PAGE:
resistance, and physical properties.
Distinct differences in performance are gas-tight integrity
and flame resistance tests. To meet certification
for NFPA 1991, hazmat suits must maintain at least 3.2
inches H2O during the gas-tight integrity test, and flame
resistance of less than 10-second afterflame with no melt
or drip after 12 seconds. By comparison, NFPA 1994 requirements
for both of these performance characteristics
are not applicable and do not require testing.
Other performance measurements also signal differences
between the two certification levels. The burst strength for the suits under NFPA 1991 is mininum 45 pound force (lbf),
while for NFPA 1994 it is minimum 35 lbf. Similarly, the puncture tear
resistance and seam-breaking strength requirements for NFPA 1991 certification are almost two times greater than NFPA 1994 requirements.
The closure breaking strength is similarly disproportionate for each certification standard as well.
For abrasion preconditioning, NFPA 1991 certification requires 80
grit (coarse) for 25 cycles, while NFPA 1994 requires only 600 grit (very
fine) for 10 cycles.
This is followed by chemical testing, in which the NFPA 1991 standard
requires hazmat suits to withstand 19 different toxic industrial
chemicals, six different gases, and two warfare agents. By contrast, the
NFPA 1994 standard requires suits to withstand three toxic industrial
chemicals, two gases, and two warfare agents. In the 2007 edition of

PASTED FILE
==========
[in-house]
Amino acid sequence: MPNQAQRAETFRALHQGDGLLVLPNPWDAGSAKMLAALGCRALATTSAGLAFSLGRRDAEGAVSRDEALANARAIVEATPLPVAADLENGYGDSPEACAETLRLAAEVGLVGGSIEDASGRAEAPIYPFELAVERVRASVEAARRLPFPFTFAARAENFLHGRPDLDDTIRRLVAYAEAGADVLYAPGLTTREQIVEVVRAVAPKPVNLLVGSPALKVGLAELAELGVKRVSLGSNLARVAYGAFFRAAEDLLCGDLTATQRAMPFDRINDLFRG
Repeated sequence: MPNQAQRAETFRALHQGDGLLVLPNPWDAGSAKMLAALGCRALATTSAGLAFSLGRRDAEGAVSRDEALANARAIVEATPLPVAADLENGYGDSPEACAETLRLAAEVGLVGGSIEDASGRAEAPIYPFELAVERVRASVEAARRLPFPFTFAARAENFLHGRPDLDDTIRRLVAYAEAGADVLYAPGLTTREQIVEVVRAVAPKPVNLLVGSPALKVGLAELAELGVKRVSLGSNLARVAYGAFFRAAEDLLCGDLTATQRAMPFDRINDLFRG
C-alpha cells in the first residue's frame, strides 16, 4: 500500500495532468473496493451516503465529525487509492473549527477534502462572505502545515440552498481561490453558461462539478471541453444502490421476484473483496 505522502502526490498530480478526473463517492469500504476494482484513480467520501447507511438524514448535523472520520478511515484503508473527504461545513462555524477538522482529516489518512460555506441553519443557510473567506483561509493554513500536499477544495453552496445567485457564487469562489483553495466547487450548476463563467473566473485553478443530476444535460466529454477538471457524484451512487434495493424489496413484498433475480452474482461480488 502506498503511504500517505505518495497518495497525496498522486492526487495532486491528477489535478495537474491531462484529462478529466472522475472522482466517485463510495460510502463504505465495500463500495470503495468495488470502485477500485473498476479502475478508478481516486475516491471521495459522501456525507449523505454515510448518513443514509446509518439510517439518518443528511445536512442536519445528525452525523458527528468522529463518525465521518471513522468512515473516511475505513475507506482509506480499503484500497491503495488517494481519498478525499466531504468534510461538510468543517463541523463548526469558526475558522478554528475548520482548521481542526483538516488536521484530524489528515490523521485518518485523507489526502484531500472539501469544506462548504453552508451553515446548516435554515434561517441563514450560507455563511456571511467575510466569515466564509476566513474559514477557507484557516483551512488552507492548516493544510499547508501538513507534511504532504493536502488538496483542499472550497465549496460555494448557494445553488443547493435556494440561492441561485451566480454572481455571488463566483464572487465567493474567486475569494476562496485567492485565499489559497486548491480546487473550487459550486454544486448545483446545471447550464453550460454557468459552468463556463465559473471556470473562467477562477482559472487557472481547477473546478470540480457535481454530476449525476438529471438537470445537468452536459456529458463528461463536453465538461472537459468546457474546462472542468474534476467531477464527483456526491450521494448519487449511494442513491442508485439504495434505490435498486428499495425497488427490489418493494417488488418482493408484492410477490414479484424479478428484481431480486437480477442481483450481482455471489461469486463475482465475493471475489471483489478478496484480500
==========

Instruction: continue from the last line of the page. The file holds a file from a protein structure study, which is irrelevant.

NFPA 1994, the permeation requirements were loosened. Rather than
measuring for a maximum allowable detection level, the standard now
allows for a cumulative amount of chemical to permeate.
Q: Do all NFPA 1991-certified suits provide the same level of protection?
A: One difference among NFPA 1991-certified suits is flash fire protection,
which only some hazmat suits provide. The flash fire requirement
is optional for NFPA 1991 certification and requires an additional test.
During this test, a suit is positioned inside a propane-filled flash chamber
and must sustain a 6-to-8-second flash fire exposure with an after-flame
of no more than two seconds. After exposure, the suit must maintain airtight
integrity and visual acuity in order to fully meet the requirements.
Additionally, some hazmat suits certified to the NFPA 1991 standard
meet the requirements only when heavy aluminized overcovers are worn.
Basically, they require that a suit be worn over a suit. When using these
dual-layered suits, some hazmat users choose not to wear the over-covers
either, because their purpose is not understood or due to awkwardness
and inconvenience. This leaves them potentially and unknowingly unprotected.
Q: Where can industry professionals go for additional information?
A: We at Saint-Gobain Performance Plastics put together a certification
booklet to help people out, and it's available free of charge on our Web
site. The NFPA also publishes the full text of its
standards on its Web site for a fee.
This article originally appeared in the August 2009 issue of Occupational Health & Safety.